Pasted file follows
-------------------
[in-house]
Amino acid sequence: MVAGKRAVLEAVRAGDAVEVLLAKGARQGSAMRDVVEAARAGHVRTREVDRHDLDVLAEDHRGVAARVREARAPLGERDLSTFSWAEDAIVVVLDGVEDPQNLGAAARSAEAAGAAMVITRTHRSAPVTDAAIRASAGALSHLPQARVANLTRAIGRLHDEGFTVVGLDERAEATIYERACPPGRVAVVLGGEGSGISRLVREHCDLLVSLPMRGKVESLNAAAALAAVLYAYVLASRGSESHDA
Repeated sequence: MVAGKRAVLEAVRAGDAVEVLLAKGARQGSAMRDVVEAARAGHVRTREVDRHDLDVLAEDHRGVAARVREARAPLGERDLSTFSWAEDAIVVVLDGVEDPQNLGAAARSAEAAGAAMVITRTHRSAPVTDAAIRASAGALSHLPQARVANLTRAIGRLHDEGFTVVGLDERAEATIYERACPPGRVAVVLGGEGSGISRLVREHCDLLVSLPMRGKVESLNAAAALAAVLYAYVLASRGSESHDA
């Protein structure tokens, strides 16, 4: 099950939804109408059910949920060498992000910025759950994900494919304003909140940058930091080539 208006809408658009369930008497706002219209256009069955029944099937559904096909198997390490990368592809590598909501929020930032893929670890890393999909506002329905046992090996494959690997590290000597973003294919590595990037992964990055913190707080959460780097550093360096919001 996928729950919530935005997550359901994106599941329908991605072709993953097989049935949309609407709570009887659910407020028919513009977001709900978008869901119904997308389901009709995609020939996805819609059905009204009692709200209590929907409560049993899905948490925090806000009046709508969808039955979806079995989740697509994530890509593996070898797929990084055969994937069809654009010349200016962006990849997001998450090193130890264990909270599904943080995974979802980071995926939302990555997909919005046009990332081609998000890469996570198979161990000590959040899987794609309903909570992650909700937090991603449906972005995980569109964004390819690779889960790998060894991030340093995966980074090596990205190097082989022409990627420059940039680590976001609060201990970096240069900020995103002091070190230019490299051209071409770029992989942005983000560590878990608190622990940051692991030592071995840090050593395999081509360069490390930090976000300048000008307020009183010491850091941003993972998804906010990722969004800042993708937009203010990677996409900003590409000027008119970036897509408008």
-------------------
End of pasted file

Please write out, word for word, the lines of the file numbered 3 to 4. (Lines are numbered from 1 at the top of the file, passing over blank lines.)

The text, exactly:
Repeated sequence: MVAGKRAVLEAVRAGDAVEVLLAKGARQGSAMRDVVEAARAGHVRTREVDRHDLDVLAEDHRGVAARVREARAPLGERDLSTFSWAEDAIVVVLDGVEDPQNLGAAARSAEAAGAAMVITRTHRSAPVTDAAIRASAGALSHLPQARVANLTRAIGRLHDEGFTVVGLDERAEATIYERACPPGRVAVVLGGEGSGISRLVREHCDLLVSLPMRGKVESLNAAAALAAVLYAYVLASRGSESHDA
């Protein structure tokens, strides 16, 4: 099950939804109408059910949920060498992000910025759950994900494919304003909140940058930091080539 208006809408658009369930008497706002219209256009069955029944099937559904096909198997390490990368592809590598909501929020930032893929670890890393999909506002329905046992090996494959690997590290000597973003294919590595990037992964990055913190707080959460780097550093360096919001 996928729950919530935005997550359901994106599941329908991605072709993953097989049935949309609407709570009887659910407020028919513009977001709900978008869901119904997308389901009709995609020939996805819609059905009204009692709200209590929907409560049993899905948490925090806000009046709508969808039955979806079995989740697509994530890509593996070898797929990084055969994937069809654009010349200016962006990849997001998450090193130890264990909270599904943080995974979802980071995926939302990555997909919005046009990332081609998000890469996570198979161990000590959040899987794609309903909570992650909700937090991603449906972005995980569109964004390819690779889960790998060894991030340093995966980074090596990205190097082989022409990627420059940039680590976001609060201990970096240069900020995103002091070190230019490299051209071409770029992989942005983000560590878990608190622990940051692991030592071995840090050593395999081509360069490390930090976000300048000008307020009183010491850091941003993972998804906010990722969004800042993708937009203010990677996409900003590409000027008119970036897509408008």